Exploring cultures and communities – the slow way

hidden europe 44

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Martinmas is a day for a fresh start, a chance to turn over a new leaf. A good day for an armistice. And a good day to kick off the Carnival season.

article summary —

We designated 11 November as the official publication date of this issue of hidden europe. It is a day widely celebrated across Europe as the Feast of Saint Martin of Tours. It is often known as Martinmas. In some countries, there are processions of children through the streets, often accompanied by the appearance of the figure of St Martin on a horse. It is a day for feasting. In many respects Martinmas rituals recall those of the Celtic festival of Samhain which marked the start of the darker period of the year — although there are also cultural echoes of Samhain in the traditions of All Hallows Eve.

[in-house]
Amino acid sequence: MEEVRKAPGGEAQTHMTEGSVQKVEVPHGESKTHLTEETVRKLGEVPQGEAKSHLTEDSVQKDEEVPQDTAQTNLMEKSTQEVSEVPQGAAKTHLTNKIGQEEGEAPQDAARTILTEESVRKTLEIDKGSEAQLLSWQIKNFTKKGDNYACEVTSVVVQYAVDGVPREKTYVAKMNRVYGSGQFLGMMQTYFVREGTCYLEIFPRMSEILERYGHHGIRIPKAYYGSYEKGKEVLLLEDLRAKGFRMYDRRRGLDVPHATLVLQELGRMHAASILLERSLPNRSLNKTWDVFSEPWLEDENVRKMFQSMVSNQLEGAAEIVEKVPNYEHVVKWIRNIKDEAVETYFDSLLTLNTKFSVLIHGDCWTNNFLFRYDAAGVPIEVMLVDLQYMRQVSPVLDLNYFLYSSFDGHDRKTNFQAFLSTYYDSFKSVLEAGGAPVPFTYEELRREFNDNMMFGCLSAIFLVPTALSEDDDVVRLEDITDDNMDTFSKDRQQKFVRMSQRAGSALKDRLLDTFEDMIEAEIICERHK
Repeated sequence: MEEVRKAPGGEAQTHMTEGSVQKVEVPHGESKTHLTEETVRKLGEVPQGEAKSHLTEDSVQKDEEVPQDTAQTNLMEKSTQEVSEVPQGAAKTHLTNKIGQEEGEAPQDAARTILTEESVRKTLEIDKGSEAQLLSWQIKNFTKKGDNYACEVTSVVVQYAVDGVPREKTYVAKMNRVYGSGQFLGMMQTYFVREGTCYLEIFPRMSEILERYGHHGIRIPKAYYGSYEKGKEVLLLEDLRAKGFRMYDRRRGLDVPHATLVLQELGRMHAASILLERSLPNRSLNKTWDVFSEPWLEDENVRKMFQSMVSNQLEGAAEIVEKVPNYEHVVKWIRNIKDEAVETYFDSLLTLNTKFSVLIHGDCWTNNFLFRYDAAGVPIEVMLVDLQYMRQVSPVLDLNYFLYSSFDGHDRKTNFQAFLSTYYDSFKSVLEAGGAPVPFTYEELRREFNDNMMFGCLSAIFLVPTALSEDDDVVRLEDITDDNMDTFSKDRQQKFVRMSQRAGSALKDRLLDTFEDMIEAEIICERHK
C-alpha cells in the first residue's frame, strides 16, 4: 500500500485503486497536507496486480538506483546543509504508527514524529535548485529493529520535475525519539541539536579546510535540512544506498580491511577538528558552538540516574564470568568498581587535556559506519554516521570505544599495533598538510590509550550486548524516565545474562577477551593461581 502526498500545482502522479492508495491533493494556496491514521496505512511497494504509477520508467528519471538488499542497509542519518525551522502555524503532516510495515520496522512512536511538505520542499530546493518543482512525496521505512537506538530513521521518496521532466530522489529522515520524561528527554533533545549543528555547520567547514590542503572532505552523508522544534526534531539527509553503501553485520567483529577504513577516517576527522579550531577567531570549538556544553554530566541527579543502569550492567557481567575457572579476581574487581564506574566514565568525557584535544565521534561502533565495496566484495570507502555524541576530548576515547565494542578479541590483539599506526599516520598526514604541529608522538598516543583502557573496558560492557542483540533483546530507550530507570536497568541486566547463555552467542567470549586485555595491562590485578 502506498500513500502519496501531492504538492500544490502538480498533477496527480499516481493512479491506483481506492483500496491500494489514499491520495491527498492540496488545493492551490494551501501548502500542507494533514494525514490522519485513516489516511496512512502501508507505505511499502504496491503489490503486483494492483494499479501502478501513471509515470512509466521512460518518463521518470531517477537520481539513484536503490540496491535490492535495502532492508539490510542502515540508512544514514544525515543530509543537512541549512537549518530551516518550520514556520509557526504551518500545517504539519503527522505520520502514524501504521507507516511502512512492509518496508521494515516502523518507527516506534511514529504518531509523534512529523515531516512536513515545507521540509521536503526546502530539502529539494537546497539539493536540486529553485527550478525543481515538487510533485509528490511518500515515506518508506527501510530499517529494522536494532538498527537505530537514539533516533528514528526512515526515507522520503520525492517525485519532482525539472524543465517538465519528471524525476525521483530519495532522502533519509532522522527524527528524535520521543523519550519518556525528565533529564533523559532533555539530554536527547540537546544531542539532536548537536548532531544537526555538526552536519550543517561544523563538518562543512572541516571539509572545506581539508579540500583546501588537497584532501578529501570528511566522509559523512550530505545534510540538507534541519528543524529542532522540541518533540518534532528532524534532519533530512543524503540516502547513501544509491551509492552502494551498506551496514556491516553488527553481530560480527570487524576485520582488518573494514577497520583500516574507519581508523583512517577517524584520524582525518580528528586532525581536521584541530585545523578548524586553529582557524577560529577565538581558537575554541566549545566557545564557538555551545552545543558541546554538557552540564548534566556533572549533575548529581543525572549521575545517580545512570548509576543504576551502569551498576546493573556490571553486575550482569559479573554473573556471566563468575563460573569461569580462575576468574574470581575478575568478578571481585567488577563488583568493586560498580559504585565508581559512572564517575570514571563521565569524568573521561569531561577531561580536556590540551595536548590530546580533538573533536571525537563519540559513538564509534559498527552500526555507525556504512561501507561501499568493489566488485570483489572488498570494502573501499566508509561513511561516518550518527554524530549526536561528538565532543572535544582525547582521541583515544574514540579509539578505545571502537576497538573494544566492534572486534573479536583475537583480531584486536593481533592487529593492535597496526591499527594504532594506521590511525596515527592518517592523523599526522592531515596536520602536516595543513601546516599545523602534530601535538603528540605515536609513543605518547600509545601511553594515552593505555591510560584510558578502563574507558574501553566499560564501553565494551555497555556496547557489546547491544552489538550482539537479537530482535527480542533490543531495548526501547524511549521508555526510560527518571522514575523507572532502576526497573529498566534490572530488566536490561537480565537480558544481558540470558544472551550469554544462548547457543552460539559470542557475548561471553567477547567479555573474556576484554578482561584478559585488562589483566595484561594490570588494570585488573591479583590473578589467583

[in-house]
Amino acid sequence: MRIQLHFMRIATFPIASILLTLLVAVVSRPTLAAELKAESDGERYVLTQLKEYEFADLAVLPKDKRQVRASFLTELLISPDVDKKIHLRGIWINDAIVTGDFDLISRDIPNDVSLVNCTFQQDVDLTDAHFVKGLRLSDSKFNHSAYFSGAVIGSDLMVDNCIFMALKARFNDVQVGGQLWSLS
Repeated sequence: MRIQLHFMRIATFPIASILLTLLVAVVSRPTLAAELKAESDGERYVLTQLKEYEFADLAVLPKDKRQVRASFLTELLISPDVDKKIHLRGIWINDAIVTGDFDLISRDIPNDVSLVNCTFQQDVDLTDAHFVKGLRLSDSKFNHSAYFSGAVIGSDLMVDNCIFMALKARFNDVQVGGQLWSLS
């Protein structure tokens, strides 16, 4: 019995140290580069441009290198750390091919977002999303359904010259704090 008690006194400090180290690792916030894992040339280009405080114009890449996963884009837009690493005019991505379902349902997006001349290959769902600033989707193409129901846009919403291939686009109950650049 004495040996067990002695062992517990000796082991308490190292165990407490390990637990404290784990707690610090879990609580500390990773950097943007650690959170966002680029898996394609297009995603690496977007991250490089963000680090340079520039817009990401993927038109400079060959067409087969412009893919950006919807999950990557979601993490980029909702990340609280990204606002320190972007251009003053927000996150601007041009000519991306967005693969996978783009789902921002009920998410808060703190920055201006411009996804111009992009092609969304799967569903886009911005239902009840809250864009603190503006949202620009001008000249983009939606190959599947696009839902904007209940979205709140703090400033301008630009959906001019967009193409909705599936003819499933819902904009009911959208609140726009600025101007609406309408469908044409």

In Britain and the USA, the 11th day of November has acquired a very particular meaning through its designation as Remembrance Day (in Britain) and Veterans Day (in the United States). The symbolisation of the 11th hour of the 11th day of the 11th month is deeply embedded in Remembrance Day in Britain (and elsewhere in the Commonwealth where Remembrance Day is observed). 

Yet the 11-11-11 symbolism predates the signing in November 1918 of the Armistice which signalled the end of the First World War.


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About the authors

hidden europe

and Susanne Kries manage hidden europe, a Berlin-based editorial bureau that supplies text and images to media across Europe. Together they edit hidden europe magazine. Nicky and Susanne are dedicated slow travellers. They delight in discovering the exotic in the everyday.

This article was published in hidden europe 44.